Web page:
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  • Writer's pictureValentin Vassilev

5 Scenarios for the Start of the Fall Semester

Learning will be different for the millions of students in higher education.

How will universities reopen in the fall semester? It’s a big question for students, families, and the schools themselves.

While much is still unknown, it is certain that life and learning will be different. NPR has summarised some of the options currently being discussed.

Completely online, but not exclusively from home

Some institutions indicated that they are open to resuming classes online in the fall. California State University, the largest four-year public university system in the US, said that classes at its 23 campuses would be conducted almost exclusively online. IE Business School (Spain) announced that the semester could start either face-to-face or online, depending on the severity of the pandemic.

Virtual instruction does not necessarily mean that students should learn at home. There is the possibility of allowing students on campus so they can use the school’s Wi-Fi to take online classes.

Delayed start

Pushing back the start of programmes is another option for resuming classes. So far, very few schools have announced such plans. The idea of delaying the start of the fall semester to January has been criticised by some industry experts who point to the high financial cost for universities and the damage to the students’ educational progress.

Hybrid learning

This option combines virtual and in-person classes. It could be adopted by schools that don’t have enough classrooms and space to meet social distancing requirements.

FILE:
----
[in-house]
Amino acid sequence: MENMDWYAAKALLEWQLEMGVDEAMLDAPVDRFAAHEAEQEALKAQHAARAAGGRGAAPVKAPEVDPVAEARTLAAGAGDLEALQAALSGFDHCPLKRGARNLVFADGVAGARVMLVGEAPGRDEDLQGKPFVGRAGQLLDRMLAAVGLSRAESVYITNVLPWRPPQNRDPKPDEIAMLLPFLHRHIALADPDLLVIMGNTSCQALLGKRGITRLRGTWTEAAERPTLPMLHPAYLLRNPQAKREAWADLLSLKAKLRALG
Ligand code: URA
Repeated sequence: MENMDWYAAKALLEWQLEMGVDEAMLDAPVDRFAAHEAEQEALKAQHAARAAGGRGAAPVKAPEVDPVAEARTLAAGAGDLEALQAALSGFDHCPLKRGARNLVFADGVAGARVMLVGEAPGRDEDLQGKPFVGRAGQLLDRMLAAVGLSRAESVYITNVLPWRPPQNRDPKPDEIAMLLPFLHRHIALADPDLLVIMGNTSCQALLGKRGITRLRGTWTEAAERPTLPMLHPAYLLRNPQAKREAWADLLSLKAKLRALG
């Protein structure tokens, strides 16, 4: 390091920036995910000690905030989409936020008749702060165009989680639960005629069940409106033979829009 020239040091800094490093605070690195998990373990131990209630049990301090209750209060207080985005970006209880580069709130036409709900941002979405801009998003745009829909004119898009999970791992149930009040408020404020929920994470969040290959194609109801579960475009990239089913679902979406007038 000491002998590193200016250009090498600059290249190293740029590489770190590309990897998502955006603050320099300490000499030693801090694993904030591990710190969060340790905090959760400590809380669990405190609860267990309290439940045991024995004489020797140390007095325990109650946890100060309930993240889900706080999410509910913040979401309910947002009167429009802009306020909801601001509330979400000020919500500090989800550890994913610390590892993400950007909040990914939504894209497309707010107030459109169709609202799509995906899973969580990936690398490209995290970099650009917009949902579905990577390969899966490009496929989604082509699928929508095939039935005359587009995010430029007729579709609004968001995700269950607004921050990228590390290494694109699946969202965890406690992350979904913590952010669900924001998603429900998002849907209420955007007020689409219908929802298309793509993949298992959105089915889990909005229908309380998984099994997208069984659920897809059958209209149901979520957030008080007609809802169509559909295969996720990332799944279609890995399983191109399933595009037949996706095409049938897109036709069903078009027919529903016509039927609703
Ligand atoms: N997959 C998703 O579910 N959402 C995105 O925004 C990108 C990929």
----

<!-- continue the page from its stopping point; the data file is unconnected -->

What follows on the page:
"You might have some of the larger classes being taught online simply because it's harder to imagine a 150- or 350-person classroom. So you might see that class split up into multiple sections," Edward J. Maloney, who leads the Center for New Designs in Learning and Scholarship at Georgetown University (US), told NPR.

Selection of students on campus

Another possible alternative involves bringing only some students to campus, while the rest take classes online or start later. For instance, universities could allow only freshmen to reside on campus as they need to adapt to the new environment, while senior students, already familiar with how campus and classes work, can stay at home and take classes remotely.

Another possible solution would be to let those who have housing needs to return to campus first and then gradually allow the rest to return.

New style of campus life

Campus life, as we know it, will certainly change, at least until the outbreak is brought under control. It's unlikely that students will be able to sit together in big numbers in lecture halls and dining rooms. Big events are also out of the question. Social distancing and sanitising measures are expected to be implemented everywhere, which will change life not only in classrooms but also in dorms. Universities will be prompted to rethink all facets of academic life to ensure the safety and well-being of students, faculty and staff.

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